IN THE CIRCUIT COURT OF THE THIRD JUDICIAL CIRCUIT
ADMINISTRATIVE ORDER NO.: 2020-007
NO BOND FOR QUARANTINE AND ISOLATION VIOLATIONS
WHEREAS, the State of Florida remains under a declared public health emergency due to COVID-19, and Governor Ron DeSantis issued a “Safer at Home” directive on April 1, 2020, whereby he ordered “all persons in Florida [to] limit their movements and personal interactions outside of their home to only those necessary to obtain or provide essential services or conduct essential activities”;
WHEREAS, section 381.00315(6), Florida Statutes, provides that “[a]ny person who violates any rule adopted under this section, any isolation or quarantine, or any requirement adopted by the department pursuant to a declared public health emergency, commits a misdemeanor of the second degree”;
WHEREAS, Florida law, section 903.02(2)(b), Florida Statutes, and Florida Rule of Criminal Procedure 3.131(d), authorizes a chief judge to remove a condition of bail or reduce the amount of bond set for a pretrial detainee; and
WHEREAS, by the authority vested in me as the Chief Judge of the Third Judicial Circuit, specifically, Florida Rule of Judicial Administration 2.215;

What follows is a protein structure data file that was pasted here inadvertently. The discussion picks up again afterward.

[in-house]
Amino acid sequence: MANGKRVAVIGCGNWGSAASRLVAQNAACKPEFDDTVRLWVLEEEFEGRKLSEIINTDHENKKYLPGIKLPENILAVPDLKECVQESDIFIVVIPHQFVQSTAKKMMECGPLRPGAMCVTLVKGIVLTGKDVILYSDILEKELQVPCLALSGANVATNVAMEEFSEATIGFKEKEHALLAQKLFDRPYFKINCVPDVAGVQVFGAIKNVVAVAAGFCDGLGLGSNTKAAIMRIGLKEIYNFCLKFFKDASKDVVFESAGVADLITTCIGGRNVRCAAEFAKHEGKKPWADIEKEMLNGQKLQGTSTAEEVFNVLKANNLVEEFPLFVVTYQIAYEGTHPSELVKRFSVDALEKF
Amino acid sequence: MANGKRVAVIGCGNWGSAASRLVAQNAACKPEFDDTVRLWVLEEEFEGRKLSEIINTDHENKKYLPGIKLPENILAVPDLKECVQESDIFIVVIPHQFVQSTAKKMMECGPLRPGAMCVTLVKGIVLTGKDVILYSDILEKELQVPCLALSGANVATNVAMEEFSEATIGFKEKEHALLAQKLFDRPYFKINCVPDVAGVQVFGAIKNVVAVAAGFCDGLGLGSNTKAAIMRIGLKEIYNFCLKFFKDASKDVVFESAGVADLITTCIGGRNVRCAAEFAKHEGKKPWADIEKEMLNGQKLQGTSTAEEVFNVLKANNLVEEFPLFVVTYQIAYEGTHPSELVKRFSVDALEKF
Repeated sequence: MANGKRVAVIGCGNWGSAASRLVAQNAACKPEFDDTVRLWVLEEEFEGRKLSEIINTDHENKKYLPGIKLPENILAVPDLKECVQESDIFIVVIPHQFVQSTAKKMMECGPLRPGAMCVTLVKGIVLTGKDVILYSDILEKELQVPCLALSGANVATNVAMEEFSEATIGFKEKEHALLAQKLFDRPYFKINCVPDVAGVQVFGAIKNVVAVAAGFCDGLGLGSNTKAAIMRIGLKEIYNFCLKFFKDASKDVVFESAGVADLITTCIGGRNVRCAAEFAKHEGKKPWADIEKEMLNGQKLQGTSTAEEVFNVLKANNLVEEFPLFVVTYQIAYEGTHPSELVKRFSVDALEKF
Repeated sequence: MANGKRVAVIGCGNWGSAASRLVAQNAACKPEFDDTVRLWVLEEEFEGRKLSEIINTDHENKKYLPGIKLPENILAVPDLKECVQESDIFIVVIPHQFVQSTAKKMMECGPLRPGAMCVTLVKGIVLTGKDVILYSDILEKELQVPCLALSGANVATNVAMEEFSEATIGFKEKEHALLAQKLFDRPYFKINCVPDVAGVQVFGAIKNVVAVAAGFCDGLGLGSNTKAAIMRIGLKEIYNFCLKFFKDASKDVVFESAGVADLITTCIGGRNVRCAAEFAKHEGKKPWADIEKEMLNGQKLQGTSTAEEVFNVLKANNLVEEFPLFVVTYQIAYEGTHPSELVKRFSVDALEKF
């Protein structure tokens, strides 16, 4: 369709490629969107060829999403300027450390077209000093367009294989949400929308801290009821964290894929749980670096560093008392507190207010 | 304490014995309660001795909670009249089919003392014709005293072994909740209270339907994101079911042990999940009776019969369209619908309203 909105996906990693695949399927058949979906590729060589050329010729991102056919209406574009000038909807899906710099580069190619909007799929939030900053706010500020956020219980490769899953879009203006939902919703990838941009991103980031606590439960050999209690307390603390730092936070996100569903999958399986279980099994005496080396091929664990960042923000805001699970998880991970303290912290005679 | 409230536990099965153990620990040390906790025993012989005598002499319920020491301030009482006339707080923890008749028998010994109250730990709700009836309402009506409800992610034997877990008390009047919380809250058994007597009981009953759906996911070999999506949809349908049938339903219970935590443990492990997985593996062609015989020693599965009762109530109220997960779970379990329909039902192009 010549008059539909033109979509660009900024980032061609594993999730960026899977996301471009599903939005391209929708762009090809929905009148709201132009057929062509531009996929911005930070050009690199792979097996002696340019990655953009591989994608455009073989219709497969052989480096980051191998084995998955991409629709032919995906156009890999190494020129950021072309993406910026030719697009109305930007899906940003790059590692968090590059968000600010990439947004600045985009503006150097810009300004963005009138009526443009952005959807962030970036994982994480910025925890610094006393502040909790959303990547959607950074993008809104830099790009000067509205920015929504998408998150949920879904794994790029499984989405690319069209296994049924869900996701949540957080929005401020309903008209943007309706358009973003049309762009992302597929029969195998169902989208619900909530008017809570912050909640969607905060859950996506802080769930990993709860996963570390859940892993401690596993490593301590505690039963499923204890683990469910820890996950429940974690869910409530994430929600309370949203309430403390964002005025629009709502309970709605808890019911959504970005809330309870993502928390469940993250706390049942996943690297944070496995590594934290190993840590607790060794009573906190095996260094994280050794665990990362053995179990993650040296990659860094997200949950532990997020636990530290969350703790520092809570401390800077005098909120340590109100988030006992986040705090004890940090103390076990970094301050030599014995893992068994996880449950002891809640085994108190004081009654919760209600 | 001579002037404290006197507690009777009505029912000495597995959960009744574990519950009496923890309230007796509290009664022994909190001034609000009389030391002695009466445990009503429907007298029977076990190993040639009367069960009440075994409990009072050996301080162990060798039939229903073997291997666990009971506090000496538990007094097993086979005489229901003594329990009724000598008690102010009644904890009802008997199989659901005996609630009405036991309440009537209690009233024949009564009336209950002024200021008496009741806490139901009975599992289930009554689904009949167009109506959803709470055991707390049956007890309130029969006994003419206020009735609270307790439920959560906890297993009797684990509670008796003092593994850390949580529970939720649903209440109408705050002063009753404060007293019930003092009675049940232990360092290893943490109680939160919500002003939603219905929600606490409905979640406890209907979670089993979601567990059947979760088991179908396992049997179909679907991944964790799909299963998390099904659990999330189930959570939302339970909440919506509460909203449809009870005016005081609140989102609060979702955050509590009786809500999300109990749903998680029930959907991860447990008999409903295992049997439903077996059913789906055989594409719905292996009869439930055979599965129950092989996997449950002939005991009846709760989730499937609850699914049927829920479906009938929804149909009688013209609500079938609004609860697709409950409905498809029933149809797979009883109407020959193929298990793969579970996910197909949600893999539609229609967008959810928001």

It is therefore ORDERED:
Violations of section 381.00315 by persons who are “reasonably believed to be infected” with COVID-19 or who are “reasonably believed to have been exposed” to COVID-19 are presumed to involve a danger to the public health. Accordingly, bond for such arrestees shall initially be set at “no bond.” See Varholy v. Sweat, 15 So. 2d 267 (Fla. 1943) (“To grant release on bail to persons isolated and detained on a quarantine order because they have a contagious disease which makes them dangerous to others, or to the public in general, would render quarantine laws and regulations nugatory and of no avail.”).
The arresting officer in such cases shall notify the jail that the arrested person is or may be infected before bringing such person into any jail facility. The booking staff shall engage in appropriate measures for receiving and holding such person in order to avoid the potential transmission of the disease within the facility.
This does not preclude the judge presiding at first appearance hearings from modifying the “no bond” status, if appropriate. This provision also does not preclude the assigned judge or duty judge from addressing other emergency relief, if the circumstances warrant it.
This administrative order is effective immediately. All previous administrative orders remain in full force and effect except where inconsistent with this Administrative Order.
DONE AND ORDERED in Columbia County, Florida, on April 7, 2020.